Most of “World War Z,” thankfully, is directly related toward its main premise, the desperate dash to stop those swarming zombies before they take over the world and before we’re all gone. And things look bad. Because these are very, very determined zombies indeed.
Riffing on a brief army ant montage that occurs near the opening of the film, we are constantly regaled with claustrophobic, frightening close-ups and spectacular aerial CGI pans of the film’s vast and never-ending monster mash, with hordes and legions of zombies literally swarming around, over, and up any obstacle in their path, a destructive, irresistible tide of post-human monsters who’ll get us in the end unless we can run faster than DC Comics supersonic superhero The Flash. It’s all really impressive, seriously.
Don’t believe us. Check out the trailer below:
So with this massive disaster arrayed all around us, will Brad save us? Will his hapless family, exiled from the Navy ship where they thought they were safe, survive to the final frame? Will buildings, tanks, and people stop blowing up before we lose what’s left of our hearing? For answers to these and other pressing questions, check out “World War Z” yourself.
For all our apparent crankiness, “WWZ” ended up being a much better film than the aforementioned flash-mob of pre-release critics could ever have imagined. Material that interfered with the actual plot rightfully ended up on the cutting room floor. While not obliterated, the film’s simplistic political message proved almost nonexistent in the final cut. (At least this final cut.) And the numerous, seething, CGI action scenes approach the overwhelming effectivness of the natural spectacles we’ve seen in the best IMAX films. The computer and camera work alike succeed in pulling the audience right into the action.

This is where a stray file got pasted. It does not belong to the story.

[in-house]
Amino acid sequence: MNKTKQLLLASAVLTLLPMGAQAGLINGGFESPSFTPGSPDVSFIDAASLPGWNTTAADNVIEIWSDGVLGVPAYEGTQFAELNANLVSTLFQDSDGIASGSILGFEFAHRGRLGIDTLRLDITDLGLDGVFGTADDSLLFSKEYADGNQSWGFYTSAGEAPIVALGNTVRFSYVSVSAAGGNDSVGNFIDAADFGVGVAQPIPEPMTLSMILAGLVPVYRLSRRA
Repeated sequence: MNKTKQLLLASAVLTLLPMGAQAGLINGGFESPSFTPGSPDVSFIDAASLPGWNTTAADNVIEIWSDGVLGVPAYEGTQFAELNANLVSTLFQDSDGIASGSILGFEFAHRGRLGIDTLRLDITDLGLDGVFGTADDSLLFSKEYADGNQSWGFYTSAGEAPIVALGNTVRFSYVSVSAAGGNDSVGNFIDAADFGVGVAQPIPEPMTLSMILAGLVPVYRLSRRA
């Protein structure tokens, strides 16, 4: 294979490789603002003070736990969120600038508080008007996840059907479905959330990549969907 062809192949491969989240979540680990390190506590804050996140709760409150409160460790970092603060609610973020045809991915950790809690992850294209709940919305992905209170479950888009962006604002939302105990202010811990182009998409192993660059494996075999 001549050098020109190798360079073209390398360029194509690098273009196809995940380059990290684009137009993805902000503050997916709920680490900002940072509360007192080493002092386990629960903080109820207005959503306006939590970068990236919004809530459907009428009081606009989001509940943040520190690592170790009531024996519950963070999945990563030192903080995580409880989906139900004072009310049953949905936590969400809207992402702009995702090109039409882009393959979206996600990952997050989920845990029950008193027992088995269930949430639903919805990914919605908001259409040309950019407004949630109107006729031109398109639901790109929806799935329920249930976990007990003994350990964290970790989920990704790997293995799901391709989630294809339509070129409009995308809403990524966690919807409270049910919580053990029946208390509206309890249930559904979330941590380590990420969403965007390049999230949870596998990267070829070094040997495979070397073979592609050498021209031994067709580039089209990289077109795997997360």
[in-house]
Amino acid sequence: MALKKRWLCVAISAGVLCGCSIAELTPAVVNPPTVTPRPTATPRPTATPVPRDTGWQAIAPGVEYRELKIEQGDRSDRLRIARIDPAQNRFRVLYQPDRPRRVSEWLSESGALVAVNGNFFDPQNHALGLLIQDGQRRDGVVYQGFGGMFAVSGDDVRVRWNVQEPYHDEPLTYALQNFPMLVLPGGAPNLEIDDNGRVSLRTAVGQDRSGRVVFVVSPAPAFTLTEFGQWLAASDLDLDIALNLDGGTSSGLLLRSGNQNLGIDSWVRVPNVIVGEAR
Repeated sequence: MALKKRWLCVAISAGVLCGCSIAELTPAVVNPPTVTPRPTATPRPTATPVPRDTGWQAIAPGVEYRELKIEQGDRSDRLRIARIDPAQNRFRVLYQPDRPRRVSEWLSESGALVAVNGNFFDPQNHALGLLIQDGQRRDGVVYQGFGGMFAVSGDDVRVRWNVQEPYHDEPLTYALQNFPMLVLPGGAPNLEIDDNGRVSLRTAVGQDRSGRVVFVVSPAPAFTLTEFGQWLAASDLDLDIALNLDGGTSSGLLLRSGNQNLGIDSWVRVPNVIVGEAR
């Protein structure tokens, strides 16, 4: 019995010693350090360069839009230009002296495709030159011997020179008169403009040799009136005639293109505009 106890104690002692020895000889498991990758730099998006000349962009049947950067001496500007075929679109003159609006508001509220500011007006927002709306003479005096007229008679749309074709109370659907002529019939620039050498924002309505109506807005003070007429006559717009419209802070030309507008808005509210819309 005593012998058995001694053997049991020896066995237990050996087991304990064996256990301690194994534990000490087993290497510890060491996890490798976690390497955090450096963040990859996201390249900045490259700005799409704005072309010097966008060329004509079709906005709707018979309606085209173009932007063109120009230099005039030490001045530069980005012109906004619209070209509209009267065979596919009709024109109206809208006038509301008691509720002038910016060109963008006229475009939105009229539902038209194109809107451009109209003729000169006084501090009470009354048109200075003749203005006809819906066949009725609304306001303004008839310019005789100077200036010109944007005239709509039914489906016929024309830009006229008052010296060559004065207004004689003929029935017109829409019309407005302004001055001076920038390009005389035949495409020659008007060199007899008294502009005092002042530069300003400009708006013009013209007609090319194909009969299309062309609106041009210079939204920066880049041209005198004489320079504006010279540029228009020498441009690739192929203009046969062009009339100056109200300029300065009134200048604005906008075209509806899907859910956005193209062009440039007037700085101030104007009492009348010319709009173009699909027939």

Pitt and the cast give a credible and often excellent performance, delivering even the occasional, corny, hackneyed Hollywood line with convincing sincerity. They create a frightening, surreal reality that you genuinely hope you’ll survive.
Like last week’s review of “Monsters University,” we’ll give this film a slightly better than good rating. Its conclusion is perhaps too open-ended. And there’s still a certain shapelessness to it all.
But for creating an instant catastrophe that sucks us right in before we have time to reflect, we have to give Brad Pitt and crew a very big hat tip. And even better, Pitt’s team managed to have enough sense and self-confidence to ignore the naysayers and come up with a far better horror-action thriller than anyone could have imagined, even under intense pressure.
Moneywise, “World War Z’s” opening numbers did not triumph over Disney-Pixar’s “Monsters University” last week. Although not incapable of supporting a flop (as per last year’s vanished-without-a-trace “Jon Carter” epic), the Disney studios still nearly always put out the kinds of films that young moms and dads love to take their kids to, confident that such movies won’t make yet another kid-damaging contribution to Hollywood’s consistently low moral tone, so “Monsters’” box office win shouldn’t surprise anyone.
It will be interesting to see if another Disney film—this week’s “Lone Ranger” reboot—will do as well when it opens tomorrow and Thursday. Like “WWZ,” word of mouth has been awful, and critics are sharpening their knifes. So the question is: Will the Ranger, along with big box office draw Johnny Depp as Tonto, confound the critics like Brad Pitt did in “WWZ;” or will Disney studios have another “John Carter” on their collective hands before the weekend is over?
Stay tuned. We’ll have the definitive answer for you soon. (Or we’ll claim to.)
Read more of Terry’s news and reviews at Curtain Up! in the Entertain Us neighborhood of the Washington Times Communities. For Terry’s investing and political insights, visit his Communities columns, The Prudent Man and Morning Market Maven, in Business.